Training, Certifications, Skills, Advancement: Small Engine Mechanics

Due to the increasing complexity of motorcycles and motorboats, most employers prefer to hire mechanics who have graduated from formal training programs for small engine mechanics. Because the number of these specialized postsecondary programs is limited, most mechanics learn their skills on the job or while working in related occupations. For trainee jobs, employers hire persons with mechanical aptitude who are knowledgeable about the fundamentals of small two- and four-stroke engines. Many trainees develop an interest in mechanics and acquire some basic skills through working on automobiles, motorcycles, motorboats, or outdoor power equipment as a hobby. Others may be introduced to mechanics through vocational automotive training in high school or one of many postsecondary institutions.

Trainees learn routine service tasks under the guidance of experienced mechanics by replacing ignition points and spark plugs or by taking apart, assembling, and testing new equipment. As they gain experience and proficiency, trainees progress to more difficult tasks, such as advanced computerized diagnosis and engine overhauls. Anywhere from 3 to 5 years of on-the-job training may be necessary before a novice worker becomes competent in all aspects of the repair of motorcycle and motorboat engines.

Employers often send mechanics and trainees to special courses conducted by motorcycle, motorboat, and outdoor power equipment manufacturers or distributors. These courses, which last as long as 2 weeks, upgrade workers’ skills and provide information on repairing new models. They also may be used as a refresher for employees. They are usually a prerequisite for any mechanic who performs warranty work for manufacturers or insurance companies.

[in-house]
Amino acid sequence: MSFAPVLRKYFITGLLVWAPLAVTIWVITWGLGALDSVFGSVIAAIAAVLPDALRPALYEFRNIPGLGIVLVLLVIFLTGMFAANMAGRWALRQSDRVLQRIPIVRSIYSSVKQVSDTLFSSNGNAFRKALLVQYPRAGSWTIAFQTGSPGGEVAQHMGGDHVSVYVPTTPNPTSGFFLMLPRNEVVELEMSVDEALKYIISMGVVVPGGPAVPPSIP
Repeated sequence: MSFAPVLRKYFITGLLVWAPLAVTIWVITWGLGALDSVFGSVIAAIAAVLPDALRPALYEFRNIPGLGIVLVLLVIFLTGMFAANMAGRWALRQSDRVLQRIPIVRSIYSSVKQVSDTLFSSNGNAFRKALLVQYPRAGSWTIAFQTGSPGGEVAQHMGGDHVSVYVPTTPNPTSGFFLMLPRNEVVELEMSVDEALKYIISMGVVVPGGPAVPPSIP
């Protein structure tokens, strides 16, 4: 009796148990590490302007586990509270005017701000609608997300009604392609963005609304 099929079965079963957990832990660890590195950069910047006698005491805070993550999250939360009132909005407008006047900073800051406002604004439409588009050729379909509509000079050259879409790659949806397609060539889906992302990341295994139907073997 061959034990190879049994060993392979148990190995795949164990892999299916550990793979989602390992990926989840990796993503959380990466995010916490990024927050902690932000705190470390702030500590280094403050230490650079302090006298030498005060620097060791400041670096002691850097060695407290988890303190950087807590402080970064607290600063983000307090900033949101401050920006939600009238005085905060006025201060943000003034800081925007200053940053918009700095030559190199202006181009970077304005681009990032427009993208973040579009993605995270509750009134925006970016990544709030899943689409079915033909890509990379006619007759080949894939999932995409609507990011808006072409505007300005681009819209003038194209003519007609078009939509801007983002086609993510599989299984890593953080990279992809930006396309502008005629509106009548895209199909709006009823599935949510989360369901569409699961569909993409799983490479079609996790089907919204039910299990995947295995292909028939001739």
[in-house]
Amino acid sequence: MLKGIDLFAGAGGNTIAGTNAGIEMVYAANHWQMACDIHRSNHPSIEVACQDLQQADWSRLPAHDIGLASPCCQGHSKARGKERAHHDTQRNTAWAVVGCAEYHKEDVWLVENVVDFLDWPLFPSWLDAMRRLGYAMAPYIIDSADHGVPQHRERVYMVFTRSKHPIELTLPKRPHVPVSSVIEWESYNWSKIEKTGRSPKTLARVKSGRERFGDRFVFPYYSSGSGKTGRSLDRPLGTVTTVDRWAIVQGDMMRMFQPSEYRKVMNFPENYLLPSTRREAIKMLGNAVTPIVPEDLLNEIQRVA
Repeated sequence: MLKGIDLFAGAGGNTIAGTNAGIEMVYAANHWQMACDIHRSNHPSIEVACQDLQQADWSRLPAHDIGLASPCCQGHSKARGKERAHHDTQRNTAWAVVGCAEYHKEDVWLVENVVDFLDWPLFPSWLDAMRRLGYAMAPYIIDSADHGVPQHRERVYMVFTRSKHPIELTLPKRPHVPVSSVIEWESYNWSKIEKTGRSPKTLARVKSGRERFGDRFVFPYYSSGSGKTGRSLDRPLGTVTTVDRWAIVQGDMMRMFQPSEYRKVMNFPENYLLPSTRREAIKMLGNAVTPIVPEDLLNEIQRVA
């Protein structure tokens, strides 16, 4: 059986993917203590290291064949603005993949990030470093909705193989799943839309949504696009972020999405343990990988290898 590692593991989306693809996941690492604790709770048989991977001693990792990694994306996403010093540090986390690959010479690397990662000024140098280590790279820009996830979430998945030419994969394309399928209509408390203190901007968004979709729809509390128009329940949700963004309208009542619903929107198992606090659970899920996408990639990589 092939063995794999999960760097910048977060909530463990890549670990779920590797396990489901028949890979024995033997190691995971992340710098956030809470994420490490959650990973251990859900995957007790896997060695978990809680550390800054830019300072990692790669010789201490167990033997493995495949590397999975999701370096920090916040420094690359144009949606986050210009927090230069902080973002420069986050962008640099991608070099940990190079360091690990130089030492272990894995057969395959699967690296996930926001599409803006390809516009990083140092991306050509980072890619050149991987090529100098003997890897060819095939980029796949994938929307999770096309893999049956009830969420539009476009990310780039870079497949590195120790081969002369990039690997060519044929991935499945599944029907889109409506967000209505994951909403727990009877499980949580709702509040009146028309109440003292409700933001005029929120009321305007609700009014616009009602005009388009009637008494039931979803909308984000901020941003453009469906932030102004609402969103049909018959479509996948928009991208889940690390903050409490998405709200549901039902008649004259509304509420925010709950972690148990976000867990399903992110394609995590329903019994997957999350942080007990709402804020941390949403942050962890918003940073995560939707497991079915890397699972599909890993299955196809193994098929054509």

Most employers prefer to hire high school graduates for trainee mechanic positions, but will accept applicants with less education if they possess adequate reading, writing, and arithmetic skills. Many equipment dealers employ students part time and during the summer to help assemble new equipment and perform minor repairs. Helpful high school courses include small engine repair, automobile mechanics, science, and business arithmetic.

Knowledge of basic electronics is essential for small engine mechanics, because electronic components control an engine’s performance, the vehicle’s instrument displays, and a variety of other functions of motorcycles, motorboats, and outdoor power equipment.

The most important work possessions of mechanics are their handtools. Mechanics usually provide their own tools, and many experienced mechanics have invested thousands of dollars in them. Employers typically furnish expensive power tools, computerized engine analyzers, and other diagnostic equipment, but mechanics accumulate handtools with experience.

The skills used as a small engine mechanic generally transfer to other occupations, such as automobile, diesel, or heavy vehicle and mobile equipment mechanics. Experienced mechanics with leadership ability may advance to shop supervisor or service manager jobs. Mechanics with sales ability sometimes become sales representatives or open their own repair shops.